Different Escape Velocities of Black Holes?

I am no physics major nor math major to this but merely an amateur cosmology enthusiast, so in my previous inquiries I wasn't able to find anything on the premise that if all black holes obviously have different masses (which we know they do, as all objects do), and we know that each black hole's gravitational pull exceeds the speed of light $$c$$ so my question being: is it possible the escape velocities of some black holes are quite possibly much greater than $$c$$ itself?

Let's say if there was "super light", light that goes $$10c$$ (10x the speed of normal light), is it possible that the gravity of some black holes could be so extreme that it would greatly exceed even $$10c$$? and beyond etc. Or do black holes only "defeat" light's escape velocity by just above $$c$$? If I am not understand it correctly, please feel free to correct, thanks.

• “Super light” has nothing to do with mainstream physics. Commented Apr 14, 2023 at 18:29
• The OP is not proposing non-mainstream physics. The "super light" hypothetical is just an attempt to understand how escape velocity near a black hole works according to standard GR. Commented Apr 15, 2023 at 1:16
• @PM2Ring We can incorporate all kinds of "magical devices" into our theories, but the only thing that comes out of that effort is intellectual nonsense. Th speed of light defines the geometry of causality in this universe. Breaking it means that causality breaks. What can a theory that behaves acausal tell us reliably about reality, which does not? Commented Apr 15, 2023 at 5:40
• @FlatterMann Ok, but Deadweed1 wasn't trying to incorporate some "magical device", they just wanted to talk about speeds > c. If you don't understand how spacetime geometry works, c just seems like some arbitrary mysterious restriction. FWIW, I have some relevant info on velocity in relativity here: physics.stackexchange.com/a/291346/123208 & physics.stackexchange.com/a/598415/123208 Commented Apr 15, 2023 at 7:00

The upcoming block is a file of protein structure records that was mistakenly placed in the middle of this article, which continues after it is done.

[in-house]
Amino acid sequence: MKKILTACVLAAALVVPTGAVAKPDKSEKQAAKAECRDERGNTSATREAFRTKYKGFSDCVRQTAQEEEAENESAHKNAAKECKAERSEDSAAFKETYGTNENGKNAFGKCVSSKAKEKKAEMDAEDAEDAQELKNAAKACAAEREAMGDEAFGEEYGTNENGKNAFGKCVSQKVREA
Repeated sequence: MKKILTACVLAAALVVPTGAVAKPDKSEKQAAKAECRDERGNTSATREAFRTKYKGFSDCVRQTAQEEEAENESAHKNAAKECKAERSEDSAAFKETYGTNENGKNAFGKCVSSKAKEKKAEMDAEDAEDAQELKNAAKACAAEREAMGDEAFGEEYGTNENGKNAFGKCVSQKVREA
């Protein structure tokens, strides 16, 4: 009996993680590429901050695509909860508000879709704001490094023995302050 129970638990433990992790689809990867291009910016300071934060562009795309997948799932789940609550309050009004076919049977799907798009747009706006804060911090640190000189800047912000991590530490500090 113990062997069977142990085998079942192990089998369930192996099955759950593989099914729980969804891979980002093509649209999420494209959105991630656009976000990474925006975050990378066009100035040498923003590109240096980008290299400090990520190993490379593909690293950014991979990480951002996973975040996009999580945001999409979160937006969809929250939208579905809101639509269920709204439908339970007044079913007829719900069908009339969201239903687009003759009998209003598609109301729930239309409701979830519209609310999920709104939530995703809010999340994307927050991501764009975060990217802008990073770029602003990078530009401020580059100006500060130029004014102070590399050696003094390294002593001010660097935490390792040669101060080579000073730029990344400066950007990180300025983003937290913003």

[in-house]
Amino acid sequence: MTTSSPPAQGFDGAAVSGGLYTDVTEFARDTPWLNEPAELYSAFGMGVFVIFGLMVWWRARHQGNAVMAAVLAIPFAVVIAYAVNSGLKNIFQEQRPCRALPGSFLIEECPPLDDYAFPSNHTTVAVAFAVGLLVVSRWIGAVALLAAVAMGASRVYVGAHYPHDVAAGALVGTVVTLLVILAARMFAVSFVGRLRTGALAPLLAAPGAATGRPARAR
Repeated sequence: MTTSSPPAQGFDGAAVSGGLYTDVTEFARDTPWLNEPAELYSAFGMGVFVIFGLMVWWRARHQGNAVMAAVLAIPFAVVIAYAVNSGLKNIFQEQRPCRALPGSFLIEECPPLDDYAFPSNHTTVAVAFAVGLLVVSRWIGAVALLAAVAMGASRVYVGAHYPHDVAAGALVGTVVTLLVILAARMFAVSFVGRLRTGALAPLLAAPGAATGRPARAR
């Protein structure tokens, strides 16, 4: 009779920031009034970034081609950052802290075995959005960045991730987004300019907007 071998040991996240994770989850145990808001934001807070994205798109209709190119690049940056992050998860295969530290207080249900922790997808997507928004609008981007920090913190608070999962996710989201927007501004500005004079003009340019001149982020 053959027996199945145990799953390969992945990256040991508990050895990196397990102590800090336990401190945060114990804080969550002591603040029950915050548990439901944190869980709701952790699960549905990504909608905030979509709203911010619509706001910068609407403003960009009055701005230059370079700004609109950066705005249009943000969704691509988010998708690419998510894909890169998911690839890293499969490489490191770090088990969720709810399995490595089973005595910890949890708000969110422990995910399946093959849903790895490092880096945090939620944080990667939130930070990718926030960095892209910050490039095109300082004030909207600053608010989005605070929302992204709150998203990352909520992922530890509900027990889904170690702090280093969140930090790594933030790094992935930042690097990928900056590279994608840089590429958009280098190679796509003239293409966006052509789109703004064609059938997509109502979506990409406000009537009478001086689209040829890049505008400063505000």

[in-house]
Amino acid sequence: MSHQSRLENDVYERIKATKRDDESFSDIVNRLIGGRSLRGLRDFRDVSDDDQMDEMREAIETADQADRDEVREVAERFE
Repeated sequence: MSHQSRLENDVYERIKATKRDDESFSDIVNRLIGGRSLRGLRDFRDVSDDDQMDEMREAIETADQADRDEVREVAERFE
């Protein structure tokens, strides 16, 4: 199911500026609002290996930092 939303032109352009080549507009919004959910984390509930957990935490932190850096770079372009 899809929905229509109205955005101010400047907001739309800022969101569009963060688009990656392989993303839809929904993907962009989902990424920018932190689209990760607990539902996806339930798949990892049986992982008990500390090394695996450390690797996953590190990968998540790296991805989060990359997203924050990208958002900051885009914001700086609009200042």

• @PM2Ring I can build a perpetual motion machine by violating any of the three laws of thermodynamics. So what, though? Neither is "just" an arbitrary "mysterious" restriction. They are defining pieces of the theoretical description of systems near thermal equilibrium. c is a direct consequence of relativity. What do I get if I give up on relativity? Certainly nothing that resembles reality. Commented Apr 15, 2023 at 16:18

• @NuclearHoagie If you are just outside the event horizon, the only direction that light can escape is radially outwards. For all other directions it will end up "falling" back to the event horizon. As you move further away then the range of angles for which the light can escape will increase. Then for $r>3r_s/2$ light can escape in all directions that increase $r$, but not any for which $r$ decreases. This is completely un-Newtonian behaviour and is why talking about escape velocities or even escape speeds is hopeless/misleading for black holes. Commented Apr 17, 2023 at 15:39